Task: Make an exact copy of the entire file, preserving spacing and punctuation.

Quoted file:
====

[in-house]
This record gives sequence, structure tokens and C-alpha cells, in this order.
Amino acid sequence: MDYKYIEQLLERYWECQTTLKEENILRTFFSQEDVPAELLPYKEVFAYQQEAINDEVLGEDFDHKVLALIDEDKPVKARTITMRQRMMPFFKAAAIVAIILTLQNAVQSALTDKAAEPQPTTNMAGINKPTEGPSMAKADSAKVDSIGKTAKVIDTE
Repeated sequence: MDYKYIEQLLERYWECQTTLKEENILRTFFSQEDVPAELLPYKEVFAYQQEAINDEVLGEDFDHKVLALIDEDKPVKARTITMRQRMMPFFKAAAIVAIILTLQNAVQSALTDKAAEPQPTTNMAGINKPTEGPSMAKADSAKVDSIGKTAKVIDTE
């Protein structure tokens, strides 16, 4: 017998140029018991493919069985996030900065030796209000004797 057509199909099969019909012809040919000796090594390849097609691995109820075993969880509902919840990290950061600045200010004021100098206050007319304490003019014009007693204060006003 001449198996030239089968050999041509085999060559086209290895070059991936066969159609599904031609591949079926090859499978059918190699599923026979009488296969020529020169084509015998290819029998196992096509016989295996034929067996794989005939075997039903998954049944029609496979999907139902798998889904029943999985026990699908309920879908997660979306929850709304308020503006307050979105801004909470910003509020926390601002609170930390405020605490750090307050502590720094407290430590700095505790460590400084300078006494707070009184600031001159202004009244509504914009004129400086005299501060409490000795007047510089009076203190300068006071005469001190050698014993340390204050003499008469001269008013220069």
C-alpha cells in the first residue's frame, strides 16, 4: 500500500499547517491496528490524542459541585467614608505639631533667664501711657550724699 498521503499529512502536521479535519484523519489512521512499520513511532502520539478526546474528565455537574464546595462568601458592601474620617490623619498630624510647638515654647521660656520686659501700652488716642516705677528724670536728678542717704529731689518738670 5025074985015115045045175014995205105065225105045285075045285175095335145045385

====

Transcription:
[in-house]
This record gives sequence, structure tokens and C-alpha cells, in this order.
Amino acid sequence: MDYKYIEQLLERYWECQTTLKEENILRTFFSQEDVPAELLPYKEVFAYQQEAINDEVLGEDFDHKVLALIDEDKPVKARTITMRQRMMPFFKAAAIVAIILTLQNAVQSALTDKAAEPQPTTNMAGINKPTEGPSMAKADSAKVDSIGKTAKVIDTE
Repeated sequence: MDYKYIEQLLERYWECQTTLKEENILRTFFSQEDVPAELLPYKEVFAYQQEAINDEVLGEDFDHKVLALIDEDKPVKARTITMRQRMMPFFKAAAIVAIILTLQNAVQSALTDKAAEPQPTTNMAGINKPTEGPSMAKADSAKVDSIGKTAKVIDTE
């Protein structure tokens, strides 16, 4: 017998140029018991493919069985996030900065030796209000004797 057509199909099969019909012809040919000796090594390849097609691995109820075993969880509902919840990290950061600045200010004021100098206050007319304490003019014009007693204060006003 001449198996030239089968050999041509085999060559086209290895070059991936066969159609599904031609591949079926090859499978059918190699599923026979009488296969020529020169084509015998290819029998196992096509016989295996034929067996794989005939075997039903998954049944029609496979999907139902798998889904029943999985026990699908309920879908997660979306929850709304308020503006307050979105801004909470910003509020926390601002609170930390405020605490750090307050502590720094407290430590700095505790460590400084300078006494707070009184600031001159202004009244509504914009004129400086005299501060409490000795007047510089009076203190300068006071005469001190050698014993340390204050003499008469001269008013220069």
C-alpha cells in the first residue's frame, strides 16, 4: 500500500499547517491496528490524542459541585467614608505639631533667664501711657550724699 498521503499529512502536521479535519484523519489512521512499520513511532502520539478526546474528565455537574464546595462568601458592601474620617490623619498630624510647638515654647521660656520686659501700652488716642516705677528724670536728678542717704529731689518738670 5025074985015115045045175014995205105065225105045285075045285175095335145045385